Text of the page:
About this WINE
Powell & Son
Built on the gold discoveries in Beechworth (in 1852) and nearby at the soon-to-be-called Rutherglen (in 1860), the region gave way to agriculture with former miners Morris, Campbell, Sutherland, as well as several German settlers, all taking to the vine instead; 800 ha were planted by 1881. This soon grew on the back of British demand for fortified reds, if arrested momentarily by the onset of phylloxera during the 1890s. Supply of dry reds then switched to the unblemished South Australia and Rutherglen never got the market back.
Thanks to the deeply continental climate and rich loamy soils, the region remains though a mine for fortified Muscats and Tokays. Brought from the brown clone of Muscat à Petits Grains Rouge, more commonly known as Rutherglen Brown Muscat or Brown Frontignac, the grapes are partially desiccated on the vine, pressed and fermented until arrested by the addition of grape spirit (as per Port) leaves residual sweetness; once bottled the fortified wines do not improve with cellaring.
It should be noted that a voluntary classification of Rutherglen Muscats and Tokays is now in operation. After a tasting of the wines by the members of the group, each wine is classified in ascending order of quality as Rutherglen, Classic, Grand or Rare. The average age stipulations for the use of these descriptors are: for Rutherglen, two to five years old; for Classic, five to 12 years old; for Grand, 12 to 20 years old, and for Rare, 20 years or more.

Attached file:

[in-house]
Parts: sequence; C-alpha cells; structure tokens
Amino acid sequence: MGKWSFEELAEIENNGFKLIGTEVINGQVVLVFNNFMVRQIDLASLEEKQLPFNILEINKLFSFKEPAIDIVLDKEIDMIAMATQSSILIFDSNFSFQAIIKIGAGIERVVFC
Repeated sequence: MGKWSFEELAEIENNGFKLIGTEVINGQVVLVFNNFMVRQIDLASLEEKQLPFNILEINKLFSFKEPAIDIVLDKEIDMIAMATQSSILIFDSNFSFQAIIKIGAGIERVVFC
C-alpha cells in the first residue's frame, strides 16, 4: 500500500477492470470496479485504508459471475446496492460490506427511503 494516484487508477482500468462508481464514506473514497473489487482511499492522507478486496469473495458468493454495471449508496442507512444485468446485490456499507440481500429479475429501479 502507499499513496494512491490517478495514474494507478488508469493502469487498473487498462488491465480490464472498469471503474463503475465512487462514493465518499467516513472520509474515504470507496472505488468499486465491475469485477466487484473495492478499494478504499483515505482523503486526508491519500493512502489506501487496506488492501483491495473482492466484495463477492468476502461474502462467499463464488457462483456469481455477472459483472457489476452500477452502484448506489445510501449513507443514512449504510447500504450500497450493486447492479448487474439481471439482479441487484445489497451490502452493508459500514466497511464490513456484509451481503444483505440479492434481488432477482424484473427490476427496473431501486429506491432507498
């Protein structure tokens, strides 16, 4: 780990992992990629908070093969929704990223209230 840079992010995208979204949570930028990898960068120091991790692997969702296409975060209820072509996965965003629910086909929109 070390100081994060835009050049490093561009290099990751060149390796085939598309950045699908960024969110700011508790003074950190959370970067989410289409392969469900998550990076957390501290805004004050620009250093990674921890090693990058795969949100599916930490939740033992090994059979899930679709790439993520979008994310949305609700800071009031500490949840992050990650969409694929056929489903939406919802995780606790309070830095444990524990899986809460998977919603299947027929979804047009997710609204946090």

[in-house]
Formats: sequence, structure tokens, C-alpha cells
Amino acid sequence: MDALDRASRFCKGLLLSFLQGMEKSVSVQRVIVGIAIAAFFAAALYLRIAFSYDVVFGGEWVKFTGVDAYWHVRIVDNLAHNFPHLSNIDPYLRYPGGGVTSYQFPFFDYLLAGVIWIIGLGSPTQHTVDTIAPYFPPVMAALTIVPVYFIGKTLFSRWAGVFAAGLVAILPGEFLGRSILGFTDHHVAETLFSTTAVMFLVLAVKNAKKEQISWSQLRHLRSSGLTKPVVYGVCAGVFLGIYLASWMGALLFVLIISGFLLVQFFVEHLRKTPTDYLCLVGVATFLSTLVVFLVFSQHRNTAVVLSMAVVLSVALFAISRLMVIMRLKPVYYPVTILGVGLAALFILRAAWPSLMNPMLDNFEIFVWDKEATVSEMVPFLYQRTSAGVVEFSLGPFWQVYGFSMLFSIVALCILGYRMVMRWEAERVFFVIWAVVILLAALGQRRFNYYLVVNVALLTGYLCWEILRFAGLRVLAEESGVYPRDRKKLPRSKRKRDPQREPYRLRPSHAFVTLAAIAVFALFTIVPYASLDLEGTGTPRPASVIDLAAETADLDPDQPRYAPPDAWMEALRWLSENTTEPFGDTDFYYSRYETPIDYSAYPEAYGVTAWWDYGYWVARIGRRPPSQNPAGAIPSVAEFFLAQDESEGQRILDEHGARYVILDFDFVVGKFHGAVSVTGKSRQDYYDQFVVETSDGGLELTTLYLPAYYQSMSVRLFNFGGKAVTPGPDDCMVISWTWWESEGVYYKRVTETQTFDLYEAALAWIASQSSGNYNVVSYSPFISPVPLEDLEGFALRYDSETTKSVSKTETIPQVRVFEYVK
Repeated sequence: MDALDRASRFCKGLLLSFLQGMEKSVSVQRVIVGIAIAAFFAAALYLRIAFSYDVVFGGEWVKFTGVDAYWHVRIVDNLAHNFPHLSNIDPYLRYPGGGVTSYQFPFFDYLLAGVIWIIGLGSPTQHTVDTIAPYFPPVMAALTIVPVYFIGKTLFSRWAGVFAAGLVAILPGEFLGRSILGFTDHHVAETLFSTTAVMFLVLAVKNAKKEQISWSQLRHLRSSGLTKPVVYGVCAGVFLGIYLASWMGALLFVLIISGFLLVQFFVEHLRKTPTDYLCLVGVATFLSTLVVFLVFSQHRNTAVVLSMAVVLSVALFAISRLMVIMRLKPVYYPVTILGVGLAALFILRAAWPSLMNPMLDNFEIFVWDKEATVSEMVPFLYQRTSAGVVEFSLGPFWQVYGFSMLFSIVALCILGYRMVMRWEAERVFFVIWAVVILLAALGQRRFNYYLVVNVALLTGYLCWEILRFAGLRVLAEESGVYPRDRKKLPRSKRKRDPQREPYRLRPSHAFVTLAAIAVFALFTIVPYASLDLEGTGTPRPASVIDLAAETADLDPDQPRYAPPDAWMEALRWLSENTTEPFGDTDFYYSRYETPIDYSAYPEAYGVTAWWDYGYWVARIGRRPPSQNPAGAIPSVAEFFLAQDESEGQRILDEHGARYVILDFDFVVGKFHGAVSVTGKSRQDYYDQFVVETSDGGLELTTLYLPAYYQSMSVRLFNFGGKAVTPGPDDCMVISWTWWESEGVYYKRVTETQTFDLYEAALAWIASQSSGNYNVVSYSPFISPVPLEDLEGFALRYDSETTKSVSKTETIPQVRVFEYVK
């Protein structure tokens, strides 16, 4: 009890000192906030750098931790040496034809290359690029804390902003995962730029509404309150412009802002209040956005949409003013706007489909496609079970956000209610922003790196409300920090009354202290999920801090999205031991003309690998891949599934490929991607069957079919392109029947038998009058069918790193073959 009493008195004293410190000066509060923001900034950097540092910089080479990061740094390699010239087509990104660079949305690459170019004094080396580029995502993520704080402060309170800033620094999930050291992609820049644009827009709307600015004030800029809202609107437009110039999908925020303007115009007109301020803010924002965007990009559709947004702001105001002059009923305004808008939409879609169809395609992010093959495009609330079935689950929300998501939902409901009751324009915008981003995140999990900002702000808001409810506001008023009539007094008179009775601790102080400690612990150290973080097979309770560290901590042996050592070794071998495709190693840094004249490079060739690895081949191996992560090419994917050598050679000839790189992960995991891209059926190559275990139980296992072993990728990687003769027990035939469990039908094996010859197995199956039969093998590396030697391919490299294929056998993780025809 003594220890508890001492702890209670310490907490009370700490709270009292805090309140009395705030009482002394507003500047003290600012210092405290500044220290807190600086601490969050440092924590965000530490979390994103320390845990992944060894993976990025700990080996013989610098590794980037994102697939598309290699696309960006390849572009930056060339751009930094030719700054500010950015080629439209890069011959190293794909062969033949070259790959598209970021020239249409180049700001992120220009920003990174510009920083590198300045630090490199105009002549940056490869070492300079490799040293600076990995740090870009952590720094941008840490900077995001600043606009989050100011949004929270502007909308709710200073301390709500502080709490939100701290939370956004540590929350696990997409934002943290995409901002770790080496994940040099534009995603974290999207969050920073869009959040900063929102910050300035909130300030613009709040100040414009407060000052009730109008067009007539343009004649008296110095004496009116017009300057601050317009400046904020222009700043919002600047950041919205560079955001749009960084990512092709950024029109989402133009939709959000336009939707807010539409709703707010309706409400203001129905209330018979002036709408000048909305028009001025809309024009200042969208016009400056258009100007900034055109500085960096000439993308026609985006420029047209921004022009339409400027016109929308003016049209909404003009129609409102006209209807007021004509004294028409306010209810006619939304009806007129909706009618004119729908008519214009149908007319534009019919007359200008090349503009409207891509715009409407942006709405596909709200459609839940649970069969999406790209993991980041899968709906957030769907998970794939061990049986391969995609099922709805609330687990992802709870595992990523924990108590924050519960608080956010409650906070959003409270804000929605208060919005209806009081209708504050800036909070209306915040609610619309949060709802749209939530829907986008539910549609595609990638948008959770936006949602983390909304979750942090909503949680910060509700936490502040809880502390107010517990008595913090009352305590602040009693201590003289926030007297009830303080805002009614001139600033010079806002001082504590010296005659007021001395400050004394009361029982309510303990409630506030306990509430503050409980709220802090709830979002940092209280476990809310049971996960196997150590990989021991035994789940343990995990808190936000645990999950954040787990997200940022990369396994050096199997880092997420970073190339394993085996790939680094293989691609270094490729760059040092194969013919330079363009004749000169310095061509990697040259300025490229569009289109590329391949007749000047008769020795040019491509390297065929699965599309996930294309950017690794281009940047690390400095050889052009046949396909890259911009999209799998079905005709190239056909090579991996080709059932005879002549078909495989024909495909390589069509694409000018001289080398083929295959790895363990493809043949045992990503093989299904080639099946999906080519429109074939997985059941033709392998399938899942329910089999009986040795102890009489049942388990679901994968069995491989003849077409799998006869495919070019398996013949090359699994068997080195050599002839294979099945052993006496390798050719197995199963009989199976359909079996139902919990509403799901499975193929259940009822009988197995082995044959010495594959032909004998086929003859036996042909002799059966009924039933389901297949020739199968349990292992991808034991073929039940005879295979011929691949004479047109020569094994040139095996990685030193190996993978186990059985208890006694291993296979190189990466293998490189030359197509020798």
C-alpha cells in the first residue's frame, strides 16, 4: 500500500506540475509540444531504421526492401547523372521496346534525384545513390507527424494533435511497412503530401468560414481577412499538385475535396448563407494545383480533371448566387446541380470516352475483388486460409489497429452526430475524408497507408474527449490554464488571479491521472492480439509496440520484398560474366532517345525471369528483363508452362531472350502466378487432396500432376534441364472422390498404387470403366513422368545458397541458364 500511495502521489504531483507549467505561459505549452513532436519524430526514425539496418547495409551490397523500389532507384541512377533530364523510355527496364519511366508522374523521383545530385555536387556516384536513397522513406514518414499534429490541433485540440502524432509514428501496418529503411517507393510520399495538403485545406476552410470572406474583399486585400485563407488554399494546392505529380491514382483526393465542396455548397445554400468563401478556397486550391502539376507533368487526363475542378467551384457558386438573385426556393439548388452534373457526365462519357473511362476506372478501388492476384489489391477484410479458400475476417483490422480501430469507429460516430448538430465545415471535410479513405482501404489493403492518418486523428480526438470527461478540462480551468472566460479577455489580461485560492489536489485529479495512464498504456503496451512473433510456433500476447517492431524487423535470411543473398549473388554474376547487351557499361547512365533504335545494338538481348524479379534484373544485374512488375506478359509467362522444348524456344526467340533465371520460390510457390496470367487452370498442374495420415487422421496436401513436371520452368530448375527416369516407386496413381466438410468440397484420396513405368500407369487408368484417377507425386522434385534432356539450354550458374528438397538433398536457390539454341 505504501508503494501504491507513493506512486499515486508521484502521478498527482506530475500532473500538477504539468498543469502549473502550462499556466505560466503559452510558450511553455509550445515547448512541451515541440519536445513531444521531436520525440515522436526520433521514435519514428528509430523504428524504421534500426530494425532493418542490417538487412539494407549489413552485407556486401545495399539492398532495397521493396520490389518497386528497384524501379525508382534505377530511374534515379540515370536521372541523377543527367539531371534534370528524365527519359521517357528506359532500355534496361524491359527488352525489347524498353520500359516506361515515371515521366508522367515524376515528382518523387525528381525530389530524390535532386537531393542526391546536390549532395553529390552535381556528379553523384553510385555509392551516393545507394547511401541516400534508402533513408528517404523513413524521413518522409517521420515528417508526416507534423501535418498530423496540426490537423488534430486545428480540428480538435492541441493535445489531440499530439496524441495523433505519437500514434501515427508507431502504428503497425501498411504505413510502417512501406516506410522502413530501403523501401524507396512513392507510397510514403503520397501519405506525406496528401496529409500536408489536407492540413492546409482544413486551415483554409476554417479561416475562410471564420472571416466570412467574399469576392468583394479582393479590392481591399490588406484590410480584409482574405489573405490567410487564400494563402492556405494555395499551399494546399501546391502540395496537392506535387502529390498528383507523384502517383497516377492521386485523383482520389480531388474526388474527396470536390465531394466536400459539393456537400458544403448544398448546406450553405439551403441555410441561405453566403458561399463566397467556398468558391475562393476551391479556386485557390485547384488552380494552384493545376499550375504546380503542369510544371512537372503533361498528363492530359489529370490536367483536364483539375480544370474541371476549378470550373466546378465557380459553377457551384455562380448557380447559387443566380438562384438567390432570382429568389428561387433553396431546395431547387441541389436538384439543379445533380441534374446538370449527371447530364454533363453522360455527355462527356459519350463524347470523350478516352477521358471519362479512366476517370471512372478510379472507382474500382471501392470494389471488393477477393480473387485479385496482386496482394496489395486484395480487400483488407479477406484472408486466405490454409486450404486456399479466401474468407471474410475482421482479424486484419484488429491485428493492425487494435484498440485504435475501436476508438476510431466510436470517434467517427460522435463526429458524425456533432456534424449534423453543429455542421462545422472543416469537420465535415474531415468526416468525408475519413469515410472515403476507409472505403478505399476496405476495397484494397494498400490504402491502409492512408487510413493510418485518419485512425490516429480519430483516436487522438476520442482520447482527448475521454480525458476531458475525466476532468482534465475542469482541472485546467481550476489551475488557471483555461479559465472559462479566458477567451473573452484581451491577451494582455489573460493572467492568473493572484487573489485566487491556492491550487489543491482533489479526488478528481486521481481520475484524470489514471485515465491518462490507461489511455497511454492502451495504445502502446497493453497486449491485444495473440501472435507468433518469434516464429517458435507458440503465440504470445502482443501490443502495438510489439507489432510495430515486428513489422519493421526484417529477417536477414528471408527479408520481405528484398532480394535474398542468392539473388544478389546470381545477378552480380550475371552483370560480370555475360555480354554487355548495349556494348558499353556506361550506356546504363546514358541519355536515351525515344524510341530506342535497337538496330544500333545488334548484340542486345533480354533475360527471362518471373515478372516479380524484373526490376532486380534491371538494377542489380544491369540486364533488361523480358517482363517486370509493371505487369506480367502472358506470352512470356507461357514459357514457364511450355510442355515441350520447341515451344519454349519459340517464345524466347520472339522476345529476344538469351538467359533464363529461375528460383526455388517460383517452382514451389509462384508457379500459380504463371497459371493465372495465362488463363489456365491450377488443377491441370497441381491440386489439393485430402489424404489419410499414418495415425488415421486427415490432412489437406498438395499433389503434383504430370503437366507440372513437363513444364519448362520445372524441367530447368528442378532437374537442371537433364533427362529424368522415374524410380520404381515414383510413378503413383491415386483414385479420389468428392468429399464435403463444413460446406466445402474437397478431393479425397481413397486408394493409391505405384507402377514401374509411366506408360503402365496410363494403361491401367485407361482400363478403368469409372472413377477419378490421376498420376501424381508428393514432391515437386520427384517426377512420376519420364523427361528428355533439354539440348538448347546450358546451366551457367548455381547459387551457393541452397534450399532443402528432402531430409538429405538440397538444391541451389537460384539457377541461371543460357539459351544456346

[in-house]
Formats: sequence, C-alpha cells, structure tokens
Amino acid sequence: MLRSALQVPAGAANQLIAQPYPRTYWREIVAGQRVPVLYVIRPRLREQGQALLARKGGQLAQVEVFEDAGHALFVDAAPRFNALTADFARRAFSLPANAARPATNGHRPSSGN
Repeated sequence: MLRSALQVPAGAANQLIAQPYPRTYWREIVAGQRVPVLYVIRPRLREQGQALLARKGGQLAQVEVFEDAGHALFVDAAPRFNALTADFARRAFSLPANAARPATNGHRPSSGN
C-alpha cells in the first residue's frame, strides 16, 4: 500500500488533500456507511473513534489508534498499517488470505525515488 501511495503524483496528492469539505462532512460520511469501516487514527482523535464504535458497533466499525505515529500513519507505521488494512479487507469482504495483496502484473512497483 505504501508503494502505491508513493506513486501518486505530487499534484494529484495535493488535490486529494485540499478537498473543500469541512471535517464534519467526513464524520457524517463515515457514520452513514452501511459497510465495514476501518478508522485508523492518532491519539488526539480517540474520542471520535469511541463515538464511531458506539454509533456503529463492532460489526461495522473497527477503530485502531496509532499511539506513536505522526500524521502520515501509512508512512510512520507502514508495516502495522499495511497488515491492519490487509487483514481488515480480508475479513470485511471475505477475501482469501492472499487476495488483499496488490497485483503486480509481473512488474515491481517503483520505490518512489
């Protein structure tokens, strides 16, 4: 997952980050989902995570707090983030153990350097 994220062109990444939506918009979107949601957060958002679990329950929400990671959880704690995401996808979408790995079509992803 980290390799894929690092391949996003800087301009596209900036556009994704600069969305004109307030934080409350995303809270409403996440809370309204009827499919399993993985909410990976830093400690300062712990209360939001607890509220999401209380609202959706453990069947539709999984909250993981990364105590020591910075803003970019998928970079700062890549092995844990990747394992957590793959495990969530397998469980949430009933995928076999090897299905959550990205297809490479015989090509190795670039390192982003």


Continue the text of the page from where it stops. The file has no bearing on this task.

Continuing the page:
Campbells Wines, Morris, Stanton and Killeen are top producers.
White Rhône Blend
In the north, the white wines of Hermitage, Crozes-Hermitage, St-Joseph, and St-Péray are produced from blends of Marsanne and Roussanne. Generally Marsanne is the dominant partner and it lends colour, body and weight to the blend, as well as richly scented fruit. Roussanne, a notoriously low yielder and pernickety to grow, produces intensely aromatic wines which contribute bouquet, delicacy and finesse to the blend.
Until about 15 years ago there was very little interest in southern Rhône whites as it was widely believed that the combination of dull non aromatic grapes and the baking summer heat meant quality wine production was nigh impossible. Since then the quality has improved markedly through the introduction of cool fermentation techniques and increased plantings of northern Rhône white grapes.
The base of many blends is still Grenache Blanc, a widely planted variety producing fresh wines with apple-like fruits, often with hints of aniseed. Ugni Blanc is still found in many blends, as is Clairette though their general lack of character and definition has led to a reduction in plantings. The future for southern Rhône whites appears to lie with Roussanne, Marsanne, and, increasingly, Viognier.
Lisa Perrotti-Brown - 01/03/2017